Martin Allen

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Martin Allen
MartinAllenESPN.jpg
Allen in 2013
Personal information
Full name Martin James Allen
Date of birth (1965-08-14) 14 August 1965 (age 48)
Place of birth Reading, Berkshire, England
Club information
Current team
Barnet (head coach)
Senior career*
Years Team Apps (Gls)
1984–1989 Queens Park Rangers 136 (16)
1989–1995 West Ham United 190 (25)
1995–1997 Portsmouth 45 (4)
1997–1998 Southend United 5 (0)
Total 376 (45)
National team
1986–1987 England U21 2 (0)
Teams managed
2003–2004 Barnet
2004–2006 Brentford
2006–2007 Milton Keynes Dons
2007 Leicester City
2008–2009 Cheltenham Town
2011 Barnet
2011–2012 Notts County
2012 Barnet
2012–2013 Gillingham
2014– Barnet
* Senior club appearances and goals counted for the domestic league only.
† Appearances (Goals).

Martin James Allen (born 14 August 1965) is an English former football player and current head coach of Barnet. He played more than 100 games for each Queens Park Rangers and West Ham United before finishing his playing career with Portsmouth and Southend United. Five years later, he took his first job in management, at non-league Barnet. He has since managed Brentford, Milton Keynes Dons, Leicester City, Cheltenham Town, Barnet and Notts County. He rejoined Barnet as manager on 16 April 2012 on a short term, three-match contract succeeding Lawrie Sanchez. In July 2012 he became manager of Gillingham and in the 2012–13 season led the team to the Football League Two title, earning Allen his first promotion as a manager and Gillingham's first divisional title in 49 years. He was sacked as Gillingham manager in October 2013.

Playing career[edit]

Often referred to by his nickname of "Mad Dog", Allen began his career with Queens Park Rangers, signing professional in 1983 and spending six years at Loftus Road playing in the 1986 League Cup Final defeat against Oxford United, before a £670,000 move to West Ham United. Signed by manager Lou Macari, Allen made his debut on 26 August 1989 in a 3–2 home win against Plymouth Argyle. He scored the second goal, the other West Ham goals coming from David Kelly and Kevin Keen.[1] Under manager Billy Bonds Allen was part of the team which won promotion to the First Division in 1991 and to the Premier League in 1993.[2] Allen was frequently booked during his West Ham career and had a reputation for poor discipline.[3] He was sent off in a match on 17 January 1990 for a two-footed lunge on Derby County's Mark Patterson.[4] During a game on 30 November 1991 against Sheffield Wednesday, managed by Allen's manager at Queens Park Rangers, Trevor Francis, Allen was booked after only 20 seconds of being on the pitch for a jump tackle on Carlton Palmer which saw Palmer carried off with a suspected broken leg. Although not sent-off, West Ham manager Bonds fined Allen a week's wages.[5] During his time at Queens Park Rangers Allen had been refused permission, by manager Francis, to attend the birth of his first child as Allen would miss an important match. Allen attended the birth and was disciplined by the club.[6] Under Bonds and Harry Redknapp Allen formed a successful partnership with Peter Butler with Allen contributing 34 goals from midfield in 234 appearances. However by 1995 team discipline was poor at West Ham and with Allen playing alongside Julian Dicks, John Moncur and Don Hutchison bookings were commonplace.[3] Allen was again dismissed in a match against Queens Park Rangers on 3 May 1995 after fouling Rufus Brevett.[7][8] He would play only five more games before being allowed to leave.[2]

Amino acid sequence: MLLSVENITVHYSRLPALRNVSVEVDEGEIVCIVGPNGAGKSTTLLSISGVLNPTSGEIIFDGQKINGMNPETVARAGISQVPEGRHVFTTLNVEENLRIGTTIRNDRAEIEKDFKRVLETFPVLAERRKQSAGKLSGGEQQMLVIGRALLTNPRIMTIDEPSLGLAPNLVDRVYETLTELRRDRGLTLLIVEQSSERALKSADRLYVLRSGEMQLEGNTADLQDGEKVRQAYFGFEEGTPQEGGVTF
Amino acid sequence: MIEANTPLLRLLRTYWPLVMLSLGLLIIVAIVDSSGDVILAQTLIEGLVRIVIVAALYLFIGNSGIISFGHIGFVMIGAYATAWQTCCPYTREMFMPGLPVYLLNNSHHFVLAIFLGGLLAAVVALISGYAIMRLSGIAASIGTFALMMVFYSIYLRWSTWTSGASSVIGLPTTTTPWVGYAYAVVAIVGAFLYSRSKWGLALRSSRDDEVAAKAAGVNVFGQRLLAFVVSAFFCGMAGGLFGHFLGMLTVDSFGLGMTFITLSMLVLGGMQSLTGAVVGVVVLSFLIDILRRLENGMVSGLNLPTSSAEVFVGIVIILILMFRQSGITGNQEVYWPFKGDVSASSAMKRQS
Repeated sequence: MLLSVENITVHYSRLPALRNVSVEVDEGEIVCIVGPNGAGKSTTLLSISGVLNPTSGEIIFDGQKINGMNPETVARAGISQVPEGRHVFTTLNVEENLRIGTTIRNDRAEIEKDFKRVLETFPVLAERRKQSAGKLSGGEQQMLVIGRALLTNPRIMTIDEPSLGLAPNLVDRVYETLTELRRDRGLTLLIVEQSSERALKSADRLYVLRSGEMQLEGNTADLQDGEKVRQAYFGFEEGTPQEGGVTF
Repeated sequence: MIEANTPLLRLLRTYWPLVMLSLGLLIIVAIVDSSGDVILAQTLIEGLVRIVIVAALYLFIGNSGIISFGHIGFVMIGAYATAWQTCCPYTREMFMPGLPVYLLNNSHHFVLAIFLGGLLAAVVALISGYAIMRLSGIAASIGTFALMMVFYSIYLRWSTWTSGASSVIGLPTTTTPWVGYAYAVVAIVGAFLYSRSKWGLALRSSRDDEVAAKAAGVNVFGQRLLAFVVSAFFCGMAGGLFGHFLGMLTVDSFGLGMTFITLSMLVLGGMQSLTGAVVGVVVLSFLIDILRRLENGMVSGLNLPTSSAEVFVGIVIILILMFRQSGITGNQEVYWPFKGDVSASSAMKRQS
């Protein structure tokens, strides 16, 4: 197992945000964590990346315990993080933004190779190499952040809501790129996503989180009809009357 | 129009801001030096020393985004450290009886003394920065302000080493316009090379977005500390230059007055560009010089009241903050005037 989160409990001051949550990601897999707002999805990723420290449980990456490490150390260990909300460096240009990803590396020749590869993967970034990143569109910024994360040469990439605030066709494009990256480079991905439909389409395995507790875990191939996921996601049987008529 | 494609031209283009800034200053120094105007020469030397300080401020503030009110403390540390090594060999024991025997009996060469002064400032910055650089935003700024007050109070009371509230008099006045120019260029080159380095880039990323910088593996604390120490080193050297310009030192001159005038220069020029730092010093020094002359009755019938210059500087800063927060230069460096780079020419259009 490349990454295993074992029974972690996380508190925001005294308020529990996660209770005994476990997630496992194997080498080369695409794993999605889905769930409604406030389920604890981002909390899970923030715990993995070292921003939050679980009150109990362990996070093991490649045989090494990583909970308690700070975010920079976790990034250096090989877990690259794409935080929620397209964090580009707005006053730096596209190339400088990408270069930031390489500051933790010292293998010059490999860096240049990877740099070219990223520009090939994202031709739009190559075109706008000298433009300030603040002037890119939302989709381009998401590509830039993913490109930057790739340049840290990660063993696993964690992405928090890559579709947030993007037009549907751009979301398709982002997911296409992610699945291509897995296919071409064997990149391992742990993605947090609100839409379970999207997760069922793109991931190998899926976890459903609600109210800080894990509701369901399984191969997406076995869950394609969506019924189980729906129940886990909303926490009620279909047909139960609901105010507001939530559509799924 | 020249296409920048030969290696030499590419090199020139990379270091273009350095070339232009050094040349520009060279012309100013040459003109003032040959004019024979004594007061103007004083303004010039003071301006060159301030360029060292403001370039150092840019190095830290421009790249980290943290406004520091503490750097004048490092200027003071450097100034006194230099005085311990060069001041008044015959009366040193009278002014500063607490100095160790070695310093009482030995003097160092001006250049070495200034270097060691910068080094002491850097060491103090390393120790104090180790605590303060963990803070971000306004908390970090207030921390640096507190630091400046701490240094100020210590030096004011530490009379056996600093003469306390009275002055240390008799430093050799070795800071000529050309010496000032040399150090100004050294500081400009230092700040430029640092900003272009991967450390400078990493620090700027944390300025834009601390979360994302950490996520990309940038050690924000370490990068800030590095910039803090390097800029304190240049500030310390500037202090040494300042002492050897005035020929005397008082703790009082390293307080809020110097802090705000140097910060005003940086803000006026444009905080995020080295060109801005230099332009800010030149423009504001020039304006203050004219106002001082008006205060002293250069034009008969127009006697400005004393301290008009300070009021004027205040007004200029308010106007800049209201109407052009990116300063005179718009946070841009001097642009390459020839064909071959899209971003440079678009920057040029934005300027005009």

Allen stayed with the Hammers until September 1995 when he made a £500,000 switch to Portsmouth after a successful loan spell at Fratton Park.[9] After three frustrating years with Pompey, which took in a brief loan stint at Southend United, he retired and began a coaching career.

Management career[edit]

Reading[edit]

Allen began his management career as an assistant manager at hometown club Reading, where he joined Alan Pardew when the Royals were in the relegation zone. The team produced championship form in their closing 20 fixtures, winning 12 and drawing 4 to secure a top 10 finish. Two years later they won promotion to Division One.

Barnet[edit]

Allen's first full manager role was at Conference side Barnet, from March 2003 to March 2004. He succeeded from Peter Shreeves, to whom he was assistant manager from March 2002. Allen built a team from scratch in pre-season of the 2003–04 campaign. The team shot straight to the top end of the table, however Allen left for Brentford with a few weeks of the season remaining in a move that disappointed many Barnet fans. Under the guidance of new manager Paul Fairclough, the Bees made the play-offs but were beaten in the semi-finals by Shrewsbury Town.